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Comment: Re:Religion is not Logical (Score 2, Insightful) 6

by LawfulGood (#9253996) Attached to: Mass Delusion
i.e. either "God exists or he doesn't exist." I guess what I mean by unlogical is "overly axiomatic."
Honestly, all I wanted to do was to demonstrate his logical flaw. I will admit that I was motivated by the fact that I found his conclusion to be particularly odious. But whether it was distasteful or not, it's invalid.

But... as long as we're on the subject... Starting an argument with either "God exists or he doesn't exist" may or may not be "overly axiomatic" depending on where you're going. If you're making a case to an atheist, it's probably not a good place to start since he/she doesn't accept the axiom. If two Christians are discussing something, starting with one of these axioms may be appropriate.

If you have a sufficiently detailed definition of God, then I would say that "God exists or he doesn't exist" is a tautology. For example, the God of the Catechism of the Catholic Church either exists or he doesn't. I'm aware that some statements can be, apparently, both true and false (Russell's Paradox, etc) but I don't think this is one of them.

If you want to be completely logical, you have to logically question those axioms and develop the conversation to its full depth.
Can't argue with that. Except perhaps to say that no one lives long enough to go to the full depths. Philosophy is inexhaustible. There's always more to say.

I'm impressed by the authors/philosophers you list in your journal. I'm reminded of my own introduction to philosophy years ago. I've heard it said, and learned it to be true, that you can convince any neutral person to be either a theist or atheist if only you can control what they read for six months in college. I was blown away by the towering intellect of some of the authors you mention. They were so much more sophisticated than the "primitive" religion that I learned in childhood. It took me no time at all to become an avowed skeptic.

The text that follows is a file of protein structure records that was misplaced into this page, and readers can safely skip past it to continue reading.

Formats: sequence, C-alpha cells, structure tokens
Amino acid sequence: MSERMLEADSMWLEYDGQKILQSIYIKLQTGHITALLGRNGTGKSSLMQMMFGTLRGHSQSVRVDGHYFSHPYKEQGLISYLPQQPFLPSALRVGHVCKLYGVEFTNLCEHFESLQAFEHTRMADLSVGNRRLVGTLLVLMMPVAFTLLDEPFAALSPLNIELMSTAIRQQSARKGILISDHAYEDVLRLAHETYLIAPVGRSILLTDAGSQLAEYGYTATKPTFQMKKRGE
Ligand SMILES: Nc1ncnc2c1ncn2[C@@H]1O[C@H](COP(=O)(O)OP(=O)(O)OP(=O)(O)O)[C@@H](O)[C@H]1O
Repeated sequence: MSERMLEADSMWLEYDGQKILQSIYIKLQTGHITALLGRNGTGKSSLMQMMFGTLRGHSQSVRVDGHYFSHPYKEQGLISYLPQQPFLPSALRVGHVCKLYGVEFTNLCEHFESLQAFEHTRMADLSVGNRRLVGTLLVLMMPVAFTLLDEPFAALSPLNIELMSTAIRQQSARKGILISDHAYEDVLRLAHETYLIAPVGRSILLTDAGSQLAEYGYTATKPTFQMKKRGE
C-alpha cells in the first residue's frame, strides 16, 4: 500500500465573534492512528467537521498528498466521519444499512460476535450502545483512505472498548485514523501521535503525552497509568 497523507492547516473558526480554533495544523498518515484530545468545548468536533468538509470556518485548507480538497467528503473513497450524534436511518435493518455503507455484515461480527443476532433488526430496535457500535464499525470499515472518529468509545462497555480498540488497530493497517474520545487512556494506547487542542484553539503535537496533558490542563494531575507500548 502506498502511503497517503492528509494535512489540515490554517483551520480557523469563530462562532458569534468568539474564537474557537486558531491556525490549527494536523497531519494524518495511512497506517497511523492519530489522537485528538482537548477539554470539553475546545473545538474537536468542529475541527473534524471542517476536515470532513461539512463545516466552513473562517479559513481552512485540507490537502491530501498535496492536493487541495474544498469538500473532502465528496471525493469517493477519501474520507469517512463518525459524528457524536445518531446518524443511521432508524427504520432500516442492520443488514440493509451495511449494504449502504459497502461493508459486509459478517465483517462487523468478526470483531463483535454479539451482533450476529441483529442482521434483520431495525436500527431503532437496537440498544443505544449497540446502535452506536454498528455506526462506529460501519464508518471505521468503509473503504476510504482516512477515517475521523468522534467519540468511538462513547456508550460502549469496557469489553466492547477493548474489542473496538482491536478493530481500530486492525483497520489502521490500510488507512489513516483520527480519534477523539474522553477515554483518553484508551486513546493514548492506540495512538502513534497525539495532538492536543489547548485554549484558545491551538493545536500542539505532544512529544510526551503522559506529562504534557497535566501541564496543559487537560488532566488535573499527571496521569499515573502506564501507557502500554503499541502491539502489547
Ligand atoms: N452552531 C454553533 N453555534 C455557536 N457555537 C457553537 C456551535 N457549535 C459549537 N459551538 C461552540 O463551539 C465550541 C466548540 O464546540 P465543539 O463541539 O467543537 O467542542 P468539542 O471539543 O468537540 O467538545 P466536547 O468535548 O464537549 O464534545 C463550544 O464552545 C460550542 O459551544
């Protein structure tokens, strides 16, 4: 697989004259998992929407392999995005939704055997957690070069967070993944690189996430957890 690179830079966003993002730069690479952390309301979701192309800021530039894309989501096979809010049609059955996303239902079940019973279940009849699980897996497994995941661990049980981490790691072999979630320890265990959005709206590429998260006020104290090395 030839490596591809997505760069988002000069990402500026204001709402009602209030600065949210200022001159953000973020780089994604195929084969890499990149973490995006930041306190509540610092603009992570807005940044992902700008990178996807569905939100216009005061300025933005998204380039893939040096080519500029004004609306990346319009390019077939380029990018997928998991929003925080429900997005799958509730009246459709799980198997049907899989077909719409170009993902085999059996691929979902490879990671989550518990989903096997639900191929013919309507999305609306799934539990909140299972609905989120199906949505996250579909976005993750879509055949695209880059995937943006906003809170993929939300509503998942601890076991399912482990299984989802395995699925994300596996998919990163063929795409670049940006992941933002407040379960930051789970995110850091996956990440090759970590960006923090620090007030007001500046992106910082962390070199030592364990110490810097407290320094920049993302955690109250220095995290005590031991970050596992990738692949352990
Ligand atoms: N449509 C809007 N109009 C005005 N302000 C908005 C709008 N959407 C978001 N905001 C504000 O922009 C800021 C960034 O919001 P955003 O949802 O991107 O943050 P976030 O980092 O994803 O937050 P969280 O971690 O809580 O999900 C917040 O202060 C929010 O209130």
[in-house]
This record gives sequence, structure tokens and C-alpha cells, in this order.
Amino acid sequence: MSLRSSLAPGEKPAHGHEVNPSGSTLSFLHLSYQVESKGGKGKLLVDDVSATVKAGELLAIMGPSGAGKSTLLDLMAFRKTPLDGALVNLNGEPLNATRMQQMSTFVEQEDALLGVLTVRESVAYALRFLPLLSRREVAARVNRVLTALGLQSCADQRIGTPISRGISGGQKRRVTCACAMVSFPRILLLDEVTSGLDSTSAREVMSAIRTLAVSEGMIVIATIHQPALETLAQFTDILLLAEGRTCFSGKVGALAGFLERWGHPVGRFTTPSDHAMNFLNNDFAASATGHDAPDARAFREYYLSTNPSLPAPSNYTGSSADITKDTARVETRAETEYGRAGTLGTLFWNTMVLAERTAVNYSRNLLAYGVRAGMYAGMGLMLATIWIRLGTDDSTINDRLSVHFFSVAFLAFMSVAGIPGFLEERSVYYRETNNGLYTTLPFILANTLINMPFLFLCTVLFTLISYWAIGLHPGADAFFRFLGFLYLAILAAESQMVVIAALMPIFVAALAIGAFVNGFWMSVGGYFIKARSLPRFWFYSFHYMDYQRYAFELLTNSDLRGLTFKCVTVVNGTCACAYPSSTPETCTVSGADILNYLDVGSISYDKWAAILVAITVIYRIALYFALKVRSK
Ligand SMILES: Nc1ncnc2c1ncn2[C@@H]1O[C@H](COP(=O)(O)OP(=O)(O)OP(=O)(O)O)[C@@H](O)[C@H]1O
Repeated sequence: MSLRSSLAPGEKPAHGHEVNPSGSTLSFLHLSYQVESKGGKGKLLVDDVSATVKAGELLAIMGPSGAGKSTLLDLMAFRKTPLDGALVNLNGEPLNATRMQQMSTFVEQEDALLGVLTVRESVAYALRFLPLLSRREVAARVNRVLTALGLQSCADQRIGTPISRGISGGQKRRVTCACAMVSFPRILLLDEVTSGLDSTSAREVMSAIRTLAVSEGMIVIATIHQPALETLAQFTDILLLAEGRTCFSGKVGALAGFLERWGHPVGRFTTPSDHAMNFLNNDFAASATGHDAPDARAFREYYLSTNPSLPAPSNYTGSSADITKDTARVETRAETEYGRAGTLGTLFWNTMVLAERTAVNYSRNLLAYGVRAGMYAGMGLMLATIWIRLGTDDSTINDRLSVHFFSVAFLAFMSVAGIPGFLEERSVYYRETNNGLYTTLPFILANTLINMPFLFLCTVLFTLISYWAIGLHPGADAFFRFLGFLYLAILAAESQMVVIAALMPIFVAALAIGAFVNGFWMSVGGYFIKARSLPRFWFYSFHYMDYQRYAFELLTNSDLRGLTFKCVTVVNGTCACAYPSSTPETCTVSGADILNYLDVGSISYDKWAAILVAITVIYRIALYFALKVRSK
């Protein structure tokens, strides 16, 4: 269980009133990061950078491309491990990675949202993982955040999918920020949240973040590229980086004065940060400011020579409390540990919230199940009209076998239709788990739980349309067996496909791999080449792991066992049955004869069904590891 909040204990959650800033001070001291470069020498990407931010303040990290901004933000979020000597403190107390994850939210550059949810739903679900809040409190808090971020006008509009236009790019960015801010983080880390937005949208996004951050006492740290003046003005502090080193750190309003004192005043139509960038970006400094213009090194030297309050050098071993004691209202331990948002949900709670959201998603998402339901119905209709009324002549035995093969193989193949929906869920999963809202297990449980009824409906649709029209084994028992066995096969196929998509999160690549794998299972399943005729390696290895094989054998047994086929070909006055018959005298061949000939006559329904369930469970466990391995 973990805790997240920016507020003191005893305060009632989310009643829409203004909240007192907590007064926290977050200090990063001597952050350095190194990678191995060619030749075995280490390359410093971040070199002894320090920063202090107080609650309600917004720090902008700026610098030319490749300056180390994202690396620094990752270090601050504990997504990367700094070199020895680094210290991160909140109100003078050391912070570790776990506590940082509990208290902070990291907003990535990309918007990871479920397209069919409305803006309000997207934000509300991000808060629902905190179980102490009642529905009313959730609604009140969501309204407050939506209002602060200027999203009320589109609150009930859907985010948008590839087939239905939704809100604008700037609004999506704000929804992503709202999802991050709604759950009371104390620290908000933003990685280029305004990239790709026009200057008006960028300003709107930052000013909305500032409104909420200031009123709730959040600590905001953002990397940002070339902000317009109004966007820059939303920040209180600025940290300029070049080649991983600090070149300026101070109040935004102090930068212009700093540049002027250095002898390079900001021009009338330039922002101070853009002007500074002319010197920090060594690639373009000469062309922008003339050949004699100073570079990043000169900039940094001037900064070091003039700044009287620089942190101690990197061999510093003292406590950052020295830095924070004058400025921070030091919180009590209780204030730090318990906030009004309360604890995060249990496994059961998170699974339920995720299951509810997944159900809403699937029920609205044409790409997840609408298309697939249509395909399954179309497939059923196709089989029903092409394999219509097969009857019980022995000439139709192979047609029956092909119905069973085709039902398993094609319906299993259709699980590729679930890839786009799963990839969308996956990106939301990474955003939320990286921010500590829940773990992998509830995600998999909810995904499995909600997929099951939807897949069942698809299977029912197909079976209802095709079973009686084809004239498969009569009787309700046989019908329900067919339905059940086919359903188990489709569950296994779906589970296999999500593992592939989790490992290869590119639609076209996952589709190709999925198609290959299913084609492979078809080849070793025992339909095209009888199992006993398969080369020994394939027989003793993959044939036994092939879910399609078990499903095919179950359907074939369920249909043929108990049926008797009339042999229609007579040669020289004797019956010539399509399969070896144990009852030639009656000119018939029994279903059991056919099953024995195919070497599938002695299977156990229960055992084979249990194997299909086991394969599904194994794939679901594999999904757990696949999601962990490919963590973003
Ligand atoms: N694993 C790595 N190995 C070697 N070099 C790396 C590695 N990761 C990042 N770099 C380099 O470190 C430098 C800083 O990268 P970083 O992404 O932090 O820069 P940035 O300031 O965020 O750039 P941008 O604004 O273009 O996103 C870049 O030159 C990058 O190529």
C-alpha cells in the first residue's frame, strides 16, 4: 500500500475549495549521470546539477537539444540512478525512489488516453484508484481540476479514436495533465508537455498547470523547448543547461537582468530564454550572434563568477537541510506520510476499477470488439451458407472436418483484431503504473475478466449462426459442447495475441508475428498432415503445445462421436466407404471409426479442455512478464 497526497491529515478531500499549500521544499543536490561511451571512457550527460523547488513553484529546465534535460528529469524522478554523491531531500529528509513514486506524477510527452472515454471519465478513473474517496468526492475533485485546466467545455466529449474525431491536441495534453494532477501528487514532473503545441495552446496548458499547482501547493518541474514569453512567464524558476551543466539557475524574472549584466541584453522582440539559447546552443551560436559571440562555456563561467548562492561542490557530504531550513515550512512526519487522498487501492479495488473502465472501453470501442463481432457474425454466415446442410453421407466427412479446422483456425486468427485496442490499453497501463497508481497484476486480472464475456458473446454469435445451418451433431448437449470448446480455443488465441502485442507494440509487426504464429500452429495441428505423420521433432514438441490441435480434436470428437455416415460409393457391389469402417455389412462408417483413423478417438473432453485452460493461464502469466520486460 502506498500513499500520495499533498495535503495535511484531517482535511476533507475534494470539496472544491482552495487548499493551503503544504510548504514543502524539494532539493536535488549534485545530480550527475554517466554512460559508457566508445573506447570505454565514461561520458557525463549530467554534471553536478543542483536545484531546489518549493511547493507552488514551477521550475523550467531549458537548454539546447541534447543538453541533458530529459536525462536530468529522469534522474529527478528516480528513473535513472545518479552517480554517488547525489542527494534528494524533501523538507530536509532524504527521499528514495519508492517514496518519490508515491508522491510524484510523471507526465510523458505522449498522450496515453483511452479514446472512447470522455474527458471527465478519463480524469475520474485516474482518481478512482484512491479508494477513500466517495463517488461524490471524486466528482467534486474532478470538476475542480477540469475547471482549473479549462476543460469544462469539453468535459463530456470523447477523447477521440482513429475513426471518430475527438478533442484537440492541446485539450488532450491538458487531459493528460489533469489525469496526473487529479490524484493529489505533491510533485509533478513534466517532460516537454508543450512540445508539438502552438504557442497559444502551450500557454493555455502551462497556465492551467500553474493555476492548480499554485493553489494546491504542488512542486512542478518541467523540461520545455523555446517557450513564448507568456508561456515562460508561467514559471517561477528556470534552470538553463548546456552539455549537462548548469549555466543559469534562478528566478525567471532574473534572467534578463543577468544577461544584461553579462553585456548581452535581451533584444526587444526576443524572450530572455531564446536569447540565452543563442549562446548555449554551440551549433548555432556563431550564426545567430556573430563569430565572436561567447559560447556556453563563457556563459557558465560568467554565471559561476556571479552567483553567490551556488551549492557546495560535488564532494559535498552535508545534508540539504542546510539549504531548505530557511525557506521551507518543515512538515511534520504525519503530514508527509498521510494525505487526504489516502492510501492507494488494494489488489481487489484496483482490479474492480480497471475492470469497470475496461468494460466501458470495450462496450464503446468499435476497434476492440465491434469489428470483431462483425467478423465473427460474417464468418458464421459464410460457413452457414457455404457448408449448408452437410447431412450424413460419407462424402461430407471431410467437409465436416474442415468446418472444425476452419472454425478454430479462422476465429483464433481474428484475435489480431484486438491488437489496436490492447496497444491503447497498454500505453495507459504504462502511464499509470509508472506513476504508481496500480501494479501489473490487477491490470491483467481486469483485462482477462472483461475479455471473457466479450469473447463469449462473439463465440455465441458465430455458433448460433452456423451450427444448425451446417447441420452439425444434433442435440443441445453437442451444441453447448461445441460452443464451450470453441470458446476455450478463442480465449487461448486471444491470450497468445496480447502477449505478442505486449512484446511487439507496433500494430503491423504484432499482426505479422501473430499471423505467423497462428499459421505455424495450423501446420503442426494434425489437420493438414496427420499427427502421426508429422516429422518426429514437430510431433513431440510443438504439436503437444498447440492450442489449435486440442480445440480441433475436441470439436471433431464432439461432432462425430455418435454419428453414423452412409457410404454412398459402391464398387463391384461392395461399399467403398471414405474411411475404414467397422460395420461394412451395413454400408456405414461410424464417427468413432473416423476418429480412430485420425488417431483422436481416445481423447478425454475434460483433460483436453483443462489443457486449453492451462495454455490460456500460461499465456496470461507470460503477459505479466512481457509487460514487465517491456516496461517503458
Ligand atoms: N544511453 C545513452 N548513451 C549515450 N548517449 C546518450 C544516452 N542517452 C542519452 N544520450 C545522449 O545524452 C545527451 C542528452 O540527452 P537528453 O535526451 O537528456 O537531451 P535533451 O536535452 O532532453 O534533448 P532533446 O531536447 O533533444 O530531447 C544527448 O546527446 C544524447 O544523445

It took me years to realize that my bookshelf was very "one sided." I had no shortage of Hume and Nietzsche. But where was the Thomas Aquinas and G.K. Chesterton? In my case, it wasn't until I included authors such as these that I really began to consider ALL the "possible origins and meaning of religion."

Thanks for the conversation. I'll let you have the last word, if you care to reply. Unless... there's something specific you want me to reply to. If so, just let me know.

It is clear that the individual who persecutes a man, his brother, because he is not of the same opinion, is a monster. - Voltaire

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